However, the FDIC was able to give several examples of loans it found troubling, including one made last summer to a borrower who wanted to acquire a multifamily property. The bank financed the entire purchase and failed to get a current appraisal of the property, the FDIC said. At the time the loan was issued, the borrower had seven other loans with the bank and all those loans were troubled.

Charge Offs (note: 3/31/15)

2006 0
2007 $71,000 ($71,000 1-4 family residential)
2008 $1.1 ($1.1 construction & land development)
2009 $918,000) ($918,000 construction & Land dev.)
2010 $1.3 ($787,000 Const./land, $180,000 commercial/ind., $160,000 1-4 family, $152,000 multifamily, $26,000  indiv. loans)
2011 $444,000 ($368,000 multifamily, $40,000 commercial/ind., $28,000  individual, -$50,000 1-4 family)
2012 $1.4 ($713,000 1-4 family, $494,000 multifamily, $141,000 individual, $36,000 nonfarm/nonres.)
2013 $697,000 ($489,000 1-4 family, $198,000 multifamily, $10,000 Indiv.)
2014 $469,000 ($167,000 commercial/industrial, $153,000 multifamily, $150,000 1-4 family, -$1,000 individuals)
3/31 $2.2   ($981,000 1-4 family, $422,000 commercial/ind., $329,000 multifamily, $287,000 nonfarm/nonres.)

Construction and Land, 1-4 family multiple residential, Multiple Family Residential, Non-Farm Non-Residential loans (non-owner occupied).

The problems were obvious:

Bernie Glavin, Jr., was Chairman, CEO, of the bank since it opened. He also was president of Rose Mortgage for 14 years, leaving January, 2007, then in 2011 became principal in Monterey Asset Management ."Founder of three financial service companies. Rose Mortgage Corporation (1993-2007); specialized in residential lending, secondary market aggregation, and point of sale. Edgebrook Bank (2005-2015), a state chartered community Bank catering to small business and consumer clientele. Monterey Asset Management is a Registered Investment Advisory (RIA) firm serving individuals and entities with wealth management, capital preservation, and other investment goals.”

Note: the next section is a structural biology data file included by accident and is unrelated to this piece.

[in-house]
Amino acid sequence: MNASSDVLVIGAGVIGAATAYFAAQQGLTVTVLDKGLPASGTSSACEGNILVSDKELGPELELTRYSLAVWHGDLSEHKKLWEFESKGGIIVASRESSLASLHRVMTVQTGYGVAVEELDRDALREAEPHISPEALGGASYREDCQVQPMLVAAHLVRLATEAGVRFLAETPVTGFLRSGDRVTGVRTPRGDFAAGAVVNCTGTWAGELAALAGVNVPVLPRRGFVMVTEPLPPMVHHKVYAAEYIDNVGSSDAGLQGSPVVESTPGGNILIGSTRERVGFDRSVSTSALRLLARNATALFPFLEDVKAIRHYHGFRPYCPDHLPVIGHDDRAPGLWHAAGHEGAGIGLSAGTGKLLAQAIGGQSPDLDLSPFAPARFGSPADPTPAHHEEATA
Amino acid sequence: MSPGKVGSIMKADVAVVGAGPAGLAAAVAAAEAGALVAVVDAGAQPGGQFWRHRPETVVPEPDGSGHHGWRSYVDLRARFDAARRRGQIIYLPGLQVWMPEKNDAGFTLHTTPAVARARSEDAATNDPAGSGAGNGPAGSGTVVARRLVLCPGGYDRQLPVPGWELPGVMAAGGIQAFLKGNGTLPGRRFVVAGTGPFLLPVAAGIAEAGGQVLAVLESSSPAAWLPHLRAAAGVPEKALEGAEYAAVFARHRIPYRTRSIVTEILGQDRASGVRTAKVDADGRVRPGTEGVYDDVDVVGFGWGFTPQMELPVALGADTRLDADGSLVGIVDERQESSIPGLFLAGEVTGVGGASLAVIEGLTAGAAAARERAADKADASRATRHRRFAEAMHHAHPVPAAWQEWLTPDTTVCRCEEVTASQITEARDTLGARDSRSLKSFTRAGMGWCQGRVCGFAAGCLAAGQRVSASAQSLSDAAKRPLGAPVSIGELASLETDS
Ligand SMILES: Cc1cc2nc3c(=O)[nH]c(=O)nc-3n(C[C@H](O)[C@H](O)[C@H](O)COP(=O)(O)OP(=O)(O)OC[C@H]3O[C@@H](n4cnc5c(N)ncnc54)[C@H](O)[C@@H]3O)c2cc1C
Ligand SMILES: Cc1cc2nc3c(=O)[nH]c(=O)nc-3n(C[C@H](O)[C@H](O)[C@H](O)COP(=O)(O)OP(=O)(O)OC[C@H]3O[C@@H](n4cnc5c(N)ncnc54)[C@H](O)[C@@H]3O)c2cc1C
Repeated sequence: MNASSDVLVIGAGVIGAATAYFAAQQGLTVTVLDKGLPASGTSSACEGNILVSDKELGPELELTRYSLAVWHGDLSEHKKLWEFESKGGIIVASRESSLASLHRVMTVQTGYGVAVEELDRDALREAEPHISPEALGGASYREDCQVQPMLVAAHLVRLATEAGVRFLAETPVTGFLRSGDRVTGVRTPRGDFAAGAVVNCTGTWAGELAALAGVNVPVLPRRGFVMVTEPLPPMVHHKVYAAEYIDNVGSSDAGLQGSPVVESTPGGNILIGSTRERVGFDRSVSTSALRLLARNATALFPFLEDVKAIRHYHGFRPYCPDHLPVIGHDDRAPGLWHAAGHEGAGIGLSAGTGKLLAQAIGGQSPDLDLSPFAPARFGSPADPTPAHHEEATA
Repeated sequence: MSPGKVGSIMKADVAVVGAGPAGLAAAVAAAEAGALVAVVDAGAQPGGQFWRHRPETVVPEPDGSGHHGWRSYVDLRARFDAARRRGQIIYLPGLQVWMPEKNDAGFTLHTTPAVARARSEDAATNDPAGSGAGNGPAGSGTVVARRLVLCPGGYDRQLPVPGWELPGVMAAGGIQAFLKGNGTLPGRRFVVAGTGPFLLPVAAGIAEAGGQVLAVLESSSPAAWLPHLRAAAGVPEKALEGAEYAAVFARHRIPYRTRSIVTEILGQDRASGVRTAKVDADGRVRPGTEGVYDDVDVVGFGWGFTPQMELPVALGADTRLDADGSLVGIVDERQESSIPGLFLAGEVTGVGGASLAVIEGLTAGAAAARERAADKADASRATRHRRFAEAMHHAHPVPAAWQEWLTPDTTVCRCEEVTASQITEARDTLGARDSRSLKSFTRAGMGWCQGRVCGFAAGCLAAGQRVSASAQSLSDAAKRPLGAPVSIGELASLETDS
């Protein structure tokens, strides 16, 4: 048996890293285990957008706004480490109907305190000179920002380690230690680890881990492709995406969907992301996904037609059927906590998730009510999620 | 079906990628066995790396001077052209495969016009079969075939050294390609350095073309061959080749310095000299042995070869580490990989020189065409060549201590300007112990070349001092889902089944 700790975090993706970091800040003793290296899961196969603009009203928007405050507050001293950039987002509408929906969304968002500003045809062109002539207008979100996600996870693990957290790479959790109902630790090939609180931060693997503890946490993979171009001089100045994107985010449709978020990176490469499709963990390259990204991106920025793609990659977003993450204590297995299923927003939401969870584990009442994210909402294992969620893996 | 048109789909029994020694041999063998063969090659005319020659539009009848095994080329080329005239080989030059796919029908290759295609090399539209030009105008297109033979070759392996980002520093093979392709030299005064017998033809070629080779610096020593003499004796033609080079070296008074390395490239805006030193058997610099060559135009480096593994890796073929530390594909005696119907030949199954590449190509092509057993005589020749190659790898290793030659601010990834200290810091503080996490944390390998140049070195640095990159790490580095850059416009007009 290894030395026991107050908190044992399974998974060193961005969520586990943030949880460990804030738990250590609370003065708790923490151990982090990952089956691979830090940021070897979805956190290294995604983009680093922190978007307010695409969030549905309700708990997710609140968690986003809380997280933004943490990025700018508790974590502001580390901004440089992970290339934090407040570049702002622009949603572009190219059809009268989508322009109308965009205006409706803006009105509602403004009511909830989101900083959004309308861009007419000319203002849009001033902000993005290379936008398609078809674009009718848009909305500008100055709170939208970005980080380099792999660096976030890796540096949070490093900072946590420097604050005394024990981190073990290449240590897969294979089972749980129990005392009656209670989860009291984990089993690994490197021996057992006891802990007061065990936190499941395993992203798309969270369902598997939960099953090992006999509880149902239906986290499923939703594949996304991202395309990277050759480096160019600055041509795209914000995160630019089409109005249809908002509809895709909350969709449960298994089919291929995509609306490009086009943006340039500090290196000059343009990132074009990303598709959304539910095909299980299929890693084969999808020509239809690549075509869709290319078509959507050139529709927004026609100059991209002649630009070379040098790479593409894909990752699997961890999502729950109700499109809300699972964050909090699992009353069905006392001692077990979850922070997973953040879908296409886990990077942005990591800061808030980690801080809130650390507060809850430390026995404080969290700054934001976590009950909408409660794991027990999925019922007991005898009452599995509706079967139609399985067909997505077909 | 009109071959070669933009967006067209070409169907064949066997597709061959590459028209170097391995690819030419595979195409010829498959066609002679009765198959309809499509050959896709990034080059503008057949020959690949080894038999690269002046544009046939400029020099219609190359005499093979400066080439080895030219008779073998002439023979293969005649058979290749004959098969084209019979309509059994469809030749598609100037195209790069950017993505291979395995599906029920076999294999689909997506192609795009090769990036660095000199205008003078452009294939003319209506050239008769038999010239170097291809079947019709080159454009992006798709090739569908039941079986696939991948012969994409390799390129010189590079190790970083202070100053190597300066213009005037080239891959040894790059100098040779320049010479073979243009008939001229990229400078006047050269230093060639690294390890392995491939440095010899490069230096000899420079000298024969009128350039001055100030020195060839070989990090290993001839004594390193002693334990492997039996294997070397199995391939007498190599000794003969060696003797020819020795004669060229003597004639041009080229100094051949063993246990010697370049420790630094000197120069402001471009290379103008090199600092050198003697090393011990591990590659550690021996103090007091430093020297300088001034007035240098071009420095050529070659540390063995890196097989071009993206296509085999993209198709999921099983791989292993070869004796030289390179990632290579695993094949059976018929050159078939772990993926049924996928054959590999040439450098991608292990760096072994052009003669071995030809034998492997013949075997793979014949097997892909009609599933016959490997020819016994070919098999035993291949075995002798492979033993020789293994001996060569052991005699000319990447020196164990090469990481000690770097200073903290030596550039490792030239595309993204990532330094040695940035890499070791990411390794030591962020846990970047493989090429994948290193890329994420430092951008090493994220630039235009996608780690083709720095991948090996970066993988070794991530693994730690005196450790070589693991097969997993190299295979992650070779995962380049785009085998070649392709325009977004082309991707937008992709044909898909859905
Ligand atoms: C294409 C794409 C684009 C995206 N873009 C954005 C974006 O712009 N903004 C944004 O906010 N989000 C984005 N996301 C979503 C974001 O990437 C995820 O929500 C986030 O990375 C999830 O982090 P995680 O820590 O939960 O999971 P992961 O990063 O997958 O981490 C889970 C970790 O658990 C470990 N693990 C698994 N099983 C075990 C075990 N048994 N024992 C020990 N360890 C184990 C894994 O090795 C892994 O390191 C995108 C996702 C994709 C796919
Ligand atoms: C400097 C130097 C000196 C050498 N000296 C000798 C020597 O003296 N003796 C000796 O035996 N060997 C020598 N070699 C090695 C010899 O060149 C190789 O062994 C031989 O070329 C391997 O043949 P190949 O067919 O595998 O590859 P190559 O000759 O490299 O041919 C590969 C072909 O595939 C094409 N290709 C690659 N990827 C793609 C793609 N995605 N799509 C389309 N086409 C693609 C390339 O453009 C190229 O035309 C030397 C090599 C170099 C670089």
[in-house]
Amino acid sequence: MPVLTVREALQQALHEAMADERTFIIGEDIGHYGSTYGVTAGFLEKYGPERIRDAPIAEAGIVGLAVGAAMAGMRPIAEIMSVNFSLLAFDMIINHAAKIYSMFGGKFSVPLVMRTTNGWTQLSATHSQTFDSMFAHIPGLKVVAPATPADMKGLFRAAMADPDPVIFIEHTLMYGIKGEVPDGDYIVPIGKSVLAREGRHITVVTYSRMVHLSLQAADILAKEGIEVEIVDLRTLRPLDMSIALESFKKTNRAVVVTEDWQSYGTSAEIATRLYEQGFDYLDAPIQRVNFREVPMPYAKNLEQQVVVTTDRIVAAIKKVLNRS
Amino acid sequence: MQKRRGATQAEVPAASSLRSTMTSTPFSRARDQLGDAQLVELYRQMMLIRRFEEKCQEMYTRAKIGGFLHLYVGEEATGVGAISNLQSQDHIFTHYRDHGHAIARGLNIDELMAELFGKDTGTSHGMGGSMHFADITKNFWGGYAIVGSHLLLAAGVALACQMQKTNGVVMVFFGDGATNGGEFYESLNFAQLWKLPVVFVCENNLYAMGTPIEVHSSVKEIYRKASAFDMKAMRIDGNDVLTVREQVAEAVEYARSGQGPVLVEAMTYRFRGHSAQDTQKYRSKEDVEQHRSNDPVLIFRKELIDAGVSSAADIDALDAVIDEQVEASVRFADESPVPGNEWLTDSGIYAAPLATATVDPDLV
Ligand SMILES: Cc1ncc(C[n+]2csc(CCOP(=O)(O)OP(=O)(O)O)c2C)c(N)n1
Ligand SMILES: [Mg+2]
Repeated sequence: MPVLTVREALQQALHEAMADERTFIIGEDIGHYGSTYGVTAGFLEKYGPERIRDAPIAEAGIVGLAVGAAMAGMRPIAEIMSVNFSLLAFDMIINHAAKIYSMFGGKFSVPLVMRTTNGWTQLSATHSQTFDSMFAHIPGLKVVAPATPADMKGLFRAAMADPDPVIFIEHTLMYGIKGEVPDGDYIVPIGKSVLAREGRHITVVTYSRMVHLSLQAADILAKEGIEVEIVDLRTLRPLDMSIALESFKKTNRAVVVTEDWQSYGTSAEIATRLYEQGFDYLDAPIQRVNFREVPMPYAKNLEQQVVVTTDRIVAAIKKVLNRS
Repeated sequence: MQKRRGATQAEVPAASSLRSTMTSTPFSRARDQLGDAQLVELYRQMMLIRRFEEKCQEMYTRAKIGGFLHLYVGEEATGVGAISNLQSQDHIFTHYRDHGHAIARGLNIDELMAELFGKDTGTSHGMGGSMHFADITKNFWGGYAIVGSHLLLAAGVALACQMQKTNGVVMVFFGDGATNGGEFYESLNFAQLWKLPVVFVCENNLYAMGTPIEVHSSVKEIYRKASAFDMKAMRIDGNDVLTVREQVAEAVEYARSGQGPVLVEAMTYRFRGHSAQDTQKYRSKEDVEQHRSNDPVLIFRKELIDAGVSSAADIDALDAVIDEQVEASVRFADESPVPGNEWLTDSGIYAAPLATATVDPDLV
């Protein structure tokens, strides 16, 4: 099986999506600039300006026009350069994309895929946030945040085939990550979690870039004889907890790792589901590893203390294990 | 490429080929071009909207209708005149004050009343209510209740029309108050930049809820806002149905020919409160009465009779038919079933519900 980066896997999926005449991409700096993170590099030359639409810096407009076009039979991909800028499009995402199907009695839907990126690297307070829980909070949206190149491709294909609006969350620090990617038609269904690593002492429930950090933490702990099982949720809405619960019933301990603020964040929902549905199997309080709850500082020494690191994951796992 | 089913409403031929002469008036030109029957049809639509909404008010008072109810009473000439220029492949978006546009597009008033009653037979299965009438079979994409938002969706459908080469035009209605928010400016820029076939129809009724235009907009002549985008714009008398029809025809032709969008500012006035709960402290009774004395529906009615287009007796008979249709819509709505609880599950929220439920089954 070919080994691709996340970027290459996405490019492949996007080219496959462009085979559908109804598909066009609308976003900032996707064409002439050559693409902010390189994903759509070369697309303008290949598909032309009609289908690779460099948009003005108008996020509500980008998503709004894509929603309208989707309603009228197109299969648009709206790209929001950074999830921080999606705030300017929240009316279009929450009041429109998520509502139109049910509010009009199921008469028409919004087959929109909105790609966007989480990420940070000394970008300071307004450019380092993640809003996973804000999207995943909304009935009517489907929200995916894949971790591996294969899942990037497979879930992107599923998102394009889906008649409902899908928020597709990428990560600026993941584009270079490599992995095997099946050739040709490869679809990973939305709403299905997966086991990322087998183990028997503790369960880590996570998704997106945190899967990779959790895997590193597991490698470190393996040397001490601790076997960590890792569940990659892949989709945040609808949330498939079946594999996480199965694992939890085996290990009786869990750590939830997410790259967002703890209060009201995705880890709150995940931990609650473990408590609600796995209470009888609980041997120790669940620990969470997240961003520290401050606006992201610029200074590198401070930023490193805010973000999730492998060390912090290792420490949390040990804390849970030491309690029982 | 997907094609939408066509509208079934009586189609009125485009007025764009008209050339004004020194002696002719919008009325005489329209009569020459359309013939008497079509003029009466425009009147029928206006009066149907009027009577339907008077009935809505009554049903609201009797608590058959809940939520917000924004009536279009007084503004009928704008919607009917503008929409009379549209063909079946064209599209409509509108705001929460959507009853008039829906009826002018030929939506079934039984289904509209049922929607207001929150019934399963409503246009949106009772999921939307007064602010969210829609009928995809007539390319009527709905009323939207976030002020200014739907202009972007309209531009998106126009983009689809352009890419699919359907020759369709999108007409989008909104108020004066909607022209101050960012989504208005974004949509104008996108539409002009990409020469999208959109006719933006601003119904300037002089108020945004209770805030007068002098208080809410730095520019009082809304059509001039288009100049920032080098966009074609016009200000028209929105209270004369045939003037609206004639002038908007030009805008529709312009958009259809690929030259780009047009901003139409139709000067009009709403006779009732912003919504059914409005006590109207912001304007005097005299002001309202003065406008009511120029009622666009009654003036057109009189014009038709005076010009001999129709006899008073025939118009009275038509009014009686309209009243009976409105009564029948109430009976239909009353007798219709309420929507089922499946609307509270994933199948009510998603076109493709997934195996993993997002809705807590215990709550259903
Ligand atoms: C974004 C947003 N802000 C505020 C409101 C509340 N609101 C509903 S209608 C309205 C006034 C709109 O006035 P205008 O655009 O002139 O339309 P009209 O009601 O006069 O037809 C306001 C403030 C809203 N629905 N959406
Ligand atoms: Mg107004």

"Specialties: Wealth Management, Financial services, Capital Procurement, Risk Management, Business Development, Retail and Commercial Lending."

His father Bernie Glavin Sr. was Business Development
Manager at Edgebrook Bank.

As of March 31, 2015, Edgebrook Bank had approximately $90.0 million in total assets and $90.0 million in total deposits. In addition to assuming all of the deposits of Edgebrook Bank, Republic Bank of Chicago agreed to purchase approximately $79.7 million of the failed bank's assets. The FDIC will retain the remaining assets for later disposition.

The FDIC estimates that the cost to the Deposit Insurance Fund (DIF) will be $16.8 million.

FDIC Press Release

List of Bank Failures:

Leasing News Bank Beat:



Geller Sees Consumers Worried about Economy

Dan Geller, Ph.D.

He believes, "No more quick in and out of recessions as consumers now exhibit greater financial uncertainty and anxiety."

The cautionary resumption of economic activities is evident in the Money Anxiety Index, which measures the level of consumer financial uncertainty and anxiety. On the eve of the Great Recession, in November of 2007, the Money Anxiety Index stood at 58.6 compared to 64.6 in May of this year.